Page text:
July 24th, 2014 | Comments off
When you come from a place called Flat Lake, Alberta, it’s pretty tough to get noticed. For Brett Kissel, it’s pretty tough to be ignored.The 23-year-old singer/songwriter has released two independent albums, sold out countless shows, and earned two Canadian Country Music Association Award nominations, becoming its youngest nominee ever. Brett Kissel is now ready to release his major label debut album through Warner Music Canada, Started With A Song.Co-produced by Kissel with Ted Hewitt (Rodney Atkins) and CCMA Award-winner Bart McKay, Started With A Song is an exhilarating collection of music that can be best described as the New Wave of Old Country: each song a slice of real-life sentiment; emotional touchstones that run the gamut of highs and lows and explore such subjects as deep love, trying moments and poignant reflection, measured out by hell-raising good times and a sense that something special is happening here.
Listening to the rousingly playful title track, the invigoratingly catchy “321” and the modern country gem “Something You Just Don’t Forget,” it is no wonder why Bob Doyle, the manager behind Garth Brooks and The Band Perry, proceeded to sign Brett to a co-management and publishing deal upon meeting him in Nashville.
Kissel makes it clear how personal these songs really are with tracks like “Country In My Blood” – written about the Alberta cattle ranch that has been in his family for over a century – the poignant true-life tale of his grandparents in the moving ballad “Together (Grandma and Grandpa’s Song)” and “Girl In A Cowboy Hat,” an upbeat song about potential romance.
Last summer, Kissel headlined Canada’s largest country music festival – Big Valley Jamboree in Camrose, Alberta. After a late set and a long autograph line, he returned home to the ranch at 3 a.m. At 6:45 a.m. there was a knock on his bedroom door. It was his grandfather (“who we affectionately call Grandpa Bear”).
“I said, ‘Grandpa, I’d really like to sleep in. I just played Big Valley Jamboree last night and I’ve only had two hours of sleep.’ And he said, ‘Wake up, because you’re no country star on the farm!’
Kissel realized at that moment, “My Grandpa was right. No matter what I do, even if it’s playing in front of 25,000 people, once I get home, work needs to get done. It doesn’t matter who I am onstage.”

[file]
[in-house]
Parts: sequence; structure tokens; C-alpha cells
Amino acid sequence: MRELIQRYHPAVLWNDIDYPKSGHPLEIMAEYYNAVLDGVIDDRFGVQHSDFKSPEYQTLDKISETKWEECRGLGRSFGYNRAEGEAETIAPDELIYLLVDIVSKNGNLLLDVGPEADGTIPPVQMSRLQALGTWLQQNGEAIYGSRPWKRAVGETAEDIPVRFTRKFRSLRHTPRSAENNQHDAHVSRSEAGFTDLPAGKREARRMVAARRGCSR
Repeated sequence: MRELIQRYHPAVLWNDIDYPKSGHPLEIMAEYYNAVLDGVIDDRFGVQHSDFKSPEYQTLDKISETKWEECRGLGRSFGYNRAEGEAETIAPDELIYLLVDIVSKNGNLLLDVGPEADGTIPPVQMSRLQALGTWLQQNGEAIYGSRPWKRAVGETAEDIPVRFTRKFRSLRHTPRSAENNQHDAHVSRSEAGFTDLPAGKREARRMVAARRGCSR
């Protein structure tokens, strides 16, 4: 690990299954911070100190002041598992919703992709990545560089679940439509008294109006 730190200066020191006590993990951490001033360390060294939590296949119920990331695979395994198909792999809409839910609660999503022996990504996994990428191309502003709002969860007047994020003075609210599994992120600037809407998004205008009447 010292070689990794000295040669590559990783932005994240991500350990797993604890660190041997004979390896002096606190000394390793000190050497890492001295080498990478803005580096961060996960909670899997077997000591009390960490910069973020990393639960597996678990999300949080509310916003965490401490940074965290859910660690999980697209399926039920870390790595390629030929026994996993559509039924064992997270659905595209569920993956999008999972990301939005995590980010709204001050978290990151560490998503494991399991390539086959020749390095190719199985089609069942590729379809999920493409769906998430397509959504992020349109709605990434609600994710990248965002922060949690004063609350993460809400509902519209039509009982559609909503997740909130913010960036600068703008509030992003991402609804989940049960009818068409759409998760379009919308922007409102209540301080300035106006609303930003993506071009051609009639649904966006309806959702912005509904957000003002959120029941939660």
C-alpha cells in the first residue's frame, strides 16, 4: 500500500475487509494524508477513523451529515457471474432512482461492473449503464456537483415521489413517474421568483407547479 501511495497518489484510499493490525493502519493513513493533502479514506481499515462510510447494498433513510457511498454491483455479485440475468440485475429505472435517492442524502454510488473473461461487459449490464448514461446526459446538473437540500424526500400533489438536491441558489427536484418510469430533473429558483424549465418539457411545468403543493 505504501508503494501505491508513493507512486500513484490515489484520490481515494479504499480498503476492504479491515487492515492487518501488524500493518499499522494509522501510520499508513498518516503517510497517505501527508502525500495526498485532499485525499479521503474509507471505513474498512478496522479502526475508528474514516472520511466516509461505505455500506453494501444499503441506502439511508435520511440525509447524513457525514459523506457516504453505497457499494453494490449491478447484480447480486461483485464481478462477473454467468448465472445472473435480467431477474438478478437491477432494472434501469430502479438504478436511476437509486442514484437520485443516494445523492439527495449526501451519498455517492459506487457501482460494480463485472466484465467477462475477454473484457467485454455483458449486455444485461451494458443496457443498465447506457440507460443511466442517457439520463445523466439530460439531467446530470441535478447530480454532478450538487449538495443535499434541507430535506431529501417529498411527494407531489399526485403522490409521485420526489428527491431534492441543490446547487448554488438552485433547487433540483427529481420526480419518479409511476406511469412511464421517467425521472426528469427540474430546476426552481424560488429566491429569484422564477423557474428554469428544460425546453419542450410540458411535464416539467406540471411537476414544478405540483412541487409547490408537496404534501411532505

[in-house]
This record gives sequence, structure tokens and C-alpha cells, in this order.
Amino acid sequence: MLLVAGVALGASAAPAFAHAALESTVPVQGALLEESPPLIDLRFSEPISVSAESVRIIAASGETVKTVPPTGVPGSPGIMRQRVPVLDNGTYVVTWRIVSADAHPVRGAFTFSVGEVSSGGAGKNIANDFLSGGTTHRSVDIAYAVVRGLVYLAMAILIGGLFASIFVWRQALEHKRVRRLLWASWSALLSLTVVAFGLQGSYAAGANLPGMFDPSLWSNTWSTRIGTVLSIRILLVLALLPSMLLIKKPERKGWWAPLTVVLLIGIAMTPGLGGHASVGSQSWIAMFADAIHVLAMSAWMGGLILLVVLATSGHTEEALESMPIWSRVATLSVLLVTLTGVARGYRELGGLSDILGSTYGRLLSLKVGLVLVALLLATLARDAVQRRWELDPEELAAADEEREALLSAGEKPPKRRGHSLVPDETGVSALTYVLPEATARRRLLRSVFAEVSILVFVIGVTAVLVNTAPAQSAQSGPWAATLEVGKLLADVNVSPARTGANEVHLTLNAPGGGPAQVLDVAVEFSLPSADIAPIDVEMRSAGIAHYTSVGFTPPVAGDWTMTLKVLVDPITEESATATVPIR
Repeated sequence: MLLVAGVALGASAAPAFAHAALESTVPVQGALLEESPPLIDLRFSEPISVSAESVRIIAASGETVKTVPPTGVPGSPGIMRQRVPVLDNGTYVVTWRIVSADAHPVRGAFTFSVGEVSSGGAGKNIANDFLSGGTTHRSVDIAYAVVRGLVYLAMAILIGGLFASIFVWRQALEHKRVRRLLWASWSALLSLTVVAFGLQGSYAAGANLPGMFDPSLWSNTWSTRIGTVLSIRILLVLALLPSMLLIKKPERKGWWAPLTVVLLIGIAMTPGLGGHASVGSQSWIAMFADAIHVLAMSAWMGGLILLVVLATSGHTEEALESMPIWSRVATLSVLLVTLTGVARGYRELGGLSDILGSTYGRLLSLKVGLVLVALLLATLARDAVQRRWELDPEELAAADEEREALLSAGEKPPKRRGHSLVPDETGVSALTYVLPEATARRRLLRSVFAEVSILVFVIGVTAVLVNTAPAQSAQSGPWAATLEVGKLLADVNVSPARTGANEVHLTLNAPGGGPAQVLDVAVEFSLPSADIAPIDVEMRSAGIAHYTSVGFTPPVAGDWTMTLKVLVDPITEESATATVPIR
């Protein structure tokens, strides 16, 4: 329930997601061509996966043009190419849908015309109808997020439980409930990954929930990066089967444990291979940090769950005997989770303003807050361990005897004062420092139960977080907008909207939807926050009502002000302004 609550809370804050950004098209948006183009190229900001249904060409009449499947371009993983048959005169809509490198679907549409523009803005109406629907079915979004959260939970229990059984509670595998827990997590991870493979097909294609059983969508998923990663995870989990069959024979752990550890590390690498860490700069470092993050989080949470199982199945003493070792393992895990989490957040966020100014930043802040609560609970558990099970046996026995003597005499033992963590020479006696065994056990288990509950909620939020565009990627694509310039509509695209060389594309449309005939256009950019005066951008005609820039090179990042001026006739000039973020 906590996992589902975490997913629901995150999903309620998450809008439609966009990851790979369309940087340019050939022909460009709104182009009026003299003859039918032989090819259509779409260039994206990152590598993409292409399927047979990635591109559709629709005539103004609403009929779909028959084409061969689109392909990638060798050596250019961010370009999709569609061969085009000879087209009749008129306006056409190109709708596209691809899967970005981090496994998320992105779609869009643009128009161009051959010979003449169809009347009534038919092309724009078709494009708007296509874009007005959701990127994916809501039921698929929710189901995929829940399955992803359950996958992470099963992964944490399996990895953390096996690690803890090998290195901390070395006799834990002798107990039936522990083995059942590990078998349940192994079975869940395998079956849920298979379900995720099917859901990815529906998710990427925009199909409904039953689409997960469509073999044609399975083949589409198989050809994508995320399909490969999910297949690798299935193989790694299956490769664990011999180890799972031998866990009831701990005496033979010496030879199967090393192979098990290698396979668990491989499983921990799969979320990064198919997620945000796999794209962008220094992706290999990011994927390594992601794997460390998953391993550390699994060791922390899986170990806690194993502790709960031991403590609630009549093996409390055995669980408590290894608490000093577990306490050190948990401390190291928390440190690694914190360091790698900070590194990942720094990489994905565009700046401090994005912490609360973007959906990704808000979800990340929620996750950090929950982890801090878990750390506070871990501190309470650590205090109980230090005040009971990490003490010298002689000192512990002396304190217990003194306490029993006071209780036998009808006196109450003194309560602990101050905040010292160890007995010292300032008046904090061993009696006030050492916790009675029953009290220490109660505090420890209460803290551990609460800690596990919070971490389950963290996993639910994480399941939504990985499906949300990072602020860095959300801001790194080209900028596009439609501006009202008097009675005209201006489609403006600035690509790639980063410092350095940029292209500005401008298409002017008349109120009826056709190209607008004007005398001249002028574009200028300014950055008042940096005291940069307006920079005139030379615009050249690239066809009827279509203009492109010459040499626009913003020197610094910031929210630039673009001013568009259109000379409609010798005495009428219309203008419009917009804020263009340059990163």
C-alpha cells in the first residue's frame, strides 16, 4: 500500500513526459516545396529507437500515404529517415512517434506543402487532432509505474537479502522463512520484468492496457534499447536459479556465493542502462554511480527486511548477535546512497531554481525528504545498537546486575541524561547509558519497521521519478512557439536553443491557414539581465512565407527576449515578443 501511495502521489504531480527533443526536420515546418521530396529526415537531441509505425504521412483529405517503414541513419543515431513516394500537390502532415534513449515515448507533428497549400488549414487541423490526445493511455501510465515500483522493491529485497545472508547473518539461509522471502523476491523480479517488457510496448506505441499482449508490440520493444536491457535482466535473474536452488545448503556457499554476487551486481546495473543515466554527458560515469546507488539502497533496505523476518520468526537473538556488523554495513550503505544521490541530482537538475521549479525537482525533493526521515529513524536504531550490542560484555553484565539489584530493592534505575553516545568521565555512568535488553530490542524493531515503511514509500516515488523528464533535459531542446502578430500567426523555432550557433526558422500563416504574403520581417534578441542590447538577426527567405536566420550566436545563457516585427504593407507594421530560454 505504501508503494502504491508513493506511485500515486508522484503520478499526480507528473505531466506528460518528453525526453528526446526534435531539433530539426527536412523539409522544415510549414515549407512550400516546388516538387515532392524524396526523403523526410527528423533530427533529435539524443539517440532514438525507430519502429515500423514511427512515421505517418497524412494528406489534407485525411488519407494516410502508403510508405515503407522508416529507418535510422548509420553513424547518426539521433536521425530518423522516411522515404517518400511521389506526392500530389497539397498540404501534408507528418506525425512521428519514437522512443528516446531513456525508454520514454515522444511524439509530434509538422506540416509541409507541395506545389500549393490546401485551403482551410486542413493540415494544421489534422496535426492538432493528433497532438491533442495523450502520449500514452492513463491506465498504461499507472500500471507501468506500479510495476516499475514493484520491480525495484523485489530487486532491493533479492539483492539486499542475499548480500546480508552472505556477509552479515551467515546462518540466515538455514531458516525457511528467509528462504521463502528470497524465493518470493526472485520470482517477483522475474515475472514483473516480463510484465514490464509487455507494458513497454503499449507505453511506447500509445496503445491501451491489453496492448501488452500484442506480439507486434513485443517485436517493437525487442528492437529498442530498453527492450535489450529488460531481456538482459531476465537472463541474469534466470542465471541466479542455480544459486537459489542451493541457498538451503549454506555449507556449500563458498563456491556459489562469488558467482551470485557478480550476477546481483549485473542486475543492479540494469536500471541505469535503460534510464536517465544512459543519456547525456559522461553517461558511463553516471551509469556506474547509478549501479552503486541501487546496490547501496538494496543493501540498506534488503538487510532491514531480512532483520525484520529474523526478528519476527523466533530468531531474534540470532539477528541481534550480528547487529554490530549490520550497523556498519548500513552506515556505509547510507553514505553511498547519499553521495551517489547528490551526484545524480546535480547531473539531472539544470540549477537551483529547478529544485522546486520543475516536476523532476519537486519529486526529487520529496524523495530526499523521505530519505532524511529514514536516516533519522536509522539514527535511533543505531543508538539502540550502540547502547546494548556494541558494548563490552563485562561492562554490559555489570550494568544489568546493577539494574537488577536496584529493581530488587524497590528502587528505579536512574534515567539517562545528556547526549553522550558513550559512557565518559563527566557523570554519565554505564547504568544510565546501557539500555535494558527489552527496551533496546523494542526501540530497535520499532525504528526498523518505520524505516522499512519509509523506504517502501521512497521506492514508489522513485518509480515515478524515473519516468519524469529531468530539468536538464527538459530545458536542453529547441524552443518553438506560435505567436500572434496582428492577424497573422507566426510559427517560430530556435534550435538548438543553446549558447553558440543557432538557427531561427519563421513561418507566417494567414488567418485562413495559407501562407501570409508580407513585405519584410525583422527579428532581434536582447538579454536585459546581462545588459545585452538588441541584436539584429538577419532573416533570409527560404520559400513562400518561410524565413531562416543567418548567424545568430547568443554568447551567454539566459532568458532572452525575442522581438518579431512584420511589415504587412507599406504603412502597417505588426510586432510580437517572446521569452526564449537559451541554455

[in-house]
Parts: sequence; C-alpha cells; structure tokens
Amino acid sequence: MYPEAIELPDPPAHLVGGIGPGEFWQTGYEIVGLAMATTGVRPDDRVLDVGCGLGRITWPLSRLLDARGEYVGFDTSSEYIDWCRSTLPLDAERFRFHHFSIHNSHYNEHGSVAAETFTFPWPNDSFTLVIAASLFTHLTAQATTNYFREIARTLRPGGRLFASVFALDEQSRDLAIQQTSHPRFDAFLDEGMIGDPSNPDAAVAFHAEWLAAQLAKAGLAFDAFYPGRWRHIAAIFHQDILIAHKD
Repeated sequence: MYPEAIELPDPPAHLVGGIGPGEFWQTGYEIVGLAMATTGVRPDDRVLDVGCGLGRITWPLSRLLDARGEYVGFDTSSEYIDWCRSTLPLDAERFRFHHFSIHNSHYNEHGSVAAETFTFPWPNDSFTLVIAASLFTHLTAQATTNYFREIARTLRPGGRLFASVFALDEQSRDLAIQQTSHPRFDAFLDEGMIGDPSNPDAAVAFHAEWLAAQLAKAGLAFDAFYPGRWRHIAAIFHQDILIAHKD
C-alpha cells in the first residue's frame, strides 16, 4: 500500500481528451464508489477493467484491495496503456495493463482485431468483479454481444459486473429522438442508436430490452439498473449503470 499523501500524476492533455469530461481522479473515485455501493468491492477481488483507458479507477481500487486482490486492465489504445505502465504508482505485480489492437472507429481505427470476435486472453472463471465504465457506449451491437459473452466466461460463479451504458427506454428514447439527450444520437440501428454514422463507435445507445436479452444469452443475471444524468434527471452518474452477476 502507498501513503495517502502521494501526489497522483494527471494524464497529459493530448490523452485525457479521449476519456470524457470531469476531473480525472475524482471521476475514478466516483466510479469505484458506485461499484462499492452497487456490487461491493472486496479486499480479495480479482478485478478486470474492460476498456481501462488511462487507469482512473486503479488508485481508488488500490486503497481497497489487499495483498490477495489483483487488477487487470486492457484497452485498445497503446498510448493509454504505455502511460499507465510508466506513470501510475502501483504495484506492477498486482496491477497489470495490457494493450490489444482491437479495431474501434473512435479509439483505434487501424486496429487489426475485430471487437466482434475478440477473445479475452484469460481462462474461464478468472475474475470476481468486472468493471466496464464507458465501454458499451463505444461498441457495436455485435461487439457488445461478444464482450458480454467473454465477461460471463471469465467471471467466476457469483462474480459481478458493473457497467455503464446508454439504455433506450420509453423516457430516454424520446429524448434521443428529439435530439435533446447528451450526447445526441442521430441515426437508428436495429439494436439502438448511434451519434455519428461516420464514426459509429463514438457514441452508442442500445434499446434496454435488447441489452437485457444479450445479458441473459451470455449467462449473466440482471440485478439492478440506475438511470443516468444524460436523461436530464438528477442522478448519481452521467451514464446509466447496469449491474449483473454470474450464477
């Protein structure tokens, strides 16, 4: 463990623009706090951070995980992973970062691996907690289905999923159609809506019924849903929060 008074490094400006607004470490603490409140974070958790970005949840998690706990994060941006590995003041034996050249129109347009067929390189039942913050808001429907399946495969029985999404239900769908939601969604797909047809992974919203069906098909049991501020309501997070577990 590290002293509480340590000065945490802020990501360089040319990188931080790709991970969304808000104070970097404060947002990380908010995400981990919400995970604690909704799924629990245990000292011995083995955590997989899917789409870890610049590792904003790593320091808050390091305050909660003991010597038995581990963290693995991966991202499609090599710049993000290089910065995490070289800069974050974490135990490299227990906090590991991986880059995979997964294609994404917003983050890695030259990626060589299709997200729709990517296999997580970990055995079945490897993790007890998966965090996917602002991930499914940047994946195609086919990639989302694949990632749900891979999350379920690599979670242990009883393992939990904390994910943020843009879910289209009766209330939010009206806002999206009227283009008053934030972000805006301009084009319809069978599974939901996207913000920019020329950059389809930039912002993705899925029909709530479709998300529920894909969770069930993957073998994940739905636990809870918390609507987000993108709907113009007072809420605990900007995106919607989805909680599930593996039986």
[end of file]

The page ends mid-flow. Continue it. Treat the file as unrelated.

It’s a much different kind of work when he hits the road, which he does often. An energetic and electrifying performer, Kissel plays upwards of 150 shows a year.
His parents remind him that he’s been an attention-seeker his whole life. “I craved the spotlight. Any opportunity to stand up on the couch and belt out a tune when I was 3 or 4 years old, I always took.”
When his grandmother bought him a Sears-catalogue guitar just before his 7th birthday, Kissel’s fate was sealed.
“It was this deep-rooted passion inside of me. When I was 10 years old, I was playing three-chord Johnny Cash songs at talent shows, but singing them two octaves higher than his deep baritone voice.
“When I was 12 and I got a $50 honourarium to play for a local 4H club – I realized I could do this for a living,” he chuckles. “Usually it took me two birthdays and a really generous tooth fairy to make $50. And I made that in 20 minutes just playing and singing songs? I was over the moon.”
Kissel continued to perform at various agrarian events and celebrations, even being paid for one concert with a pure bred bull.
Influenced by the likes of Johnny Cash, Glen Campbell, Buck Owens and George Strait, Brett Kissel is still very much his own man: a dynamic, charismatic performer, singer and songwriter and ready to make an imposing impression on the global country music scene with Started With A Song.
“I write music that’s true to myself, about experiences that I’ve had in my young age,” Kissel declares, “and it’s my hope that the fans and all the people listening are either touched by it or can escape wherever they need to escape from for three-and-a-half minutes.
“I’ve been working on these songs for three years, and cannot wait to begin making new fans by playing around the world.”
When he finally reaches that goal – and you know that Brett Kissel has the confidence, determination and talent to pull it off – remember, of course, that it all Started With A Song.
July 16th, 2014 | Comments off
A successful singer, songwriter, actress, model, and television host, Beverley Mahood is truly a dynamic entertainer.
Though in many respects a seasoned veteran of the entertainment industry, Mahood’s career is set for a new beginning in 2013. An exclusive management deal with Nashville-based All Entertainment promises a new foray for Mahood into the competitive US market, a step she has been preparing for since the release of her award-winning debut album in 1998.
“There was something so exciting about releasing that first album,” says Mahood of her debut CD Girl Out of the Ordinary. “Dreams were big and possibilities seemed endless. That excitement is back. With my new partnership with Brad Allen (of All Entertainment) it’s like starting out all over again, beginning a brand new chapter in my life and my career.”